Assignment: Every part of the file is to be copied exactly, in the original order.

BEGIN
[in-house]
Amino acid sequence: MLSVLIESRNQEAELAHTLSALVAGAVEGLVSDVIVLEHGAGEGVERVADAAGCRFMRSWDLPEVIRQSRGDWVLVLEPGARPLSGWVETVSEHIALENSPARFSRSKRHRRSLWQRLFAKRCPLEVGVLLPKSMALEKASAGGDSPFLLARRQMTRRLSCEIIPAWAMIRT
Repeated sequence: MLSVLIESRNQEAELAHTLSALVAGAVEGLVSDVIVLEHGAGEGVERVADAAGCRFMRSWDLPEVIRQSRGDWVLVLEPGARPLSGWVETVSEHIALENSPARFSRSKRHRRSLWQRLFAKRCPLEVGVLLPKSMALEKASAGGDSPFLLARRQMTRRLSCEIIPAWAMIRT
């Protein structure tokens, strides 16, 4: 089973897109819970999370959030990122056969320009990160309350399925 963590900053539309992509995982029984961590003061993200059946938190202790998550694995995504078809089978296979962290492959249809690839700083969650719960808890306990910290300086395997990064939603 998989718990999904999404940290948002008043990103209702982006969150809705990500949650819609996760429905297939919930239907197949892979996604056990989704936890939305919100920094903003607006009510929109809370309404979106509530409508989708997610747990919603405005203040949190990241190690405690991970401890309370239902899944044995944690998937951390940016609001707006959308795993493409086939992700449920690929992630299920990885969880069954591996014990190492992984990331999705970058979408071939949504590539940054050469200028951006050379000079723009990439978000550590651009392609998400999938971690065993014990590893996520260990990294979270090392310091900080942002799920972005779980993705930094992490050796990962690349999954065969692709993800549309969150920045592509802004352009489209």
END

[in-house]
Amino acid sequence: MLSVLIESRNQEAELAHTLSALVAGAVEGLVSDVIVLEHGAGEGVERVADAAGCRFMRSWDLPEVIRQSRGDWVLVLEPGARPLSGWVETVSEHIALENSPARFSRSKRHRRSLWQRLFAKRCPLEVGVLLPKSMALEKASAGGDSPFLLARRQMTRRLSCEIIPAWAMIRT
Repeated sequence: MLSVLIESRNQEAELAHTLSALVAGAVEGLVSDVIVLEHGAGEGVERVADAAGCRFMRSWDLPEVIRQSRGDWVLVLEPGARPLSGWVETVSEHIALENSPARFSRSKRHRRSLWQRLFAKRCPLEVGVLLPKSMALEKASAGGDSPFLLARRQMTRRLSCEIIPAWAMIRT
């Protein structure tokens, strides 16, 4: 089973897109819970999370959030990122056969320009990160309350399925 963590900053539309992509995982029984961590003061993200059946938190202790998550694995995504078809089978296979962290492959249809690839700083969650719960808890306990910290300086395997990064939603 998989718990999904999404940290948002008043990103209702982006969150809705990500949650819609996760429905297939919930239907197949892979996604056990989704936890939305919100920094903003607006009510929109809370309404979106509530409508989708997610747990919603405005203040949190990241190690405690991970401890309370239902899944044995944690998937951390940016609001707006959308795993493409086939992700449920690929992630299920990885969880069954591996014990190492992984990331999705970058979408071939949504590539940054050469200028951006050379000079723009990439978000550590651009392609998400999938971690065993014990590893996520260990990294979270090392310091900080942002799920972005779980993705930094992490050796990962690349999954065969692709993800549309969150920045592509802004352009489209």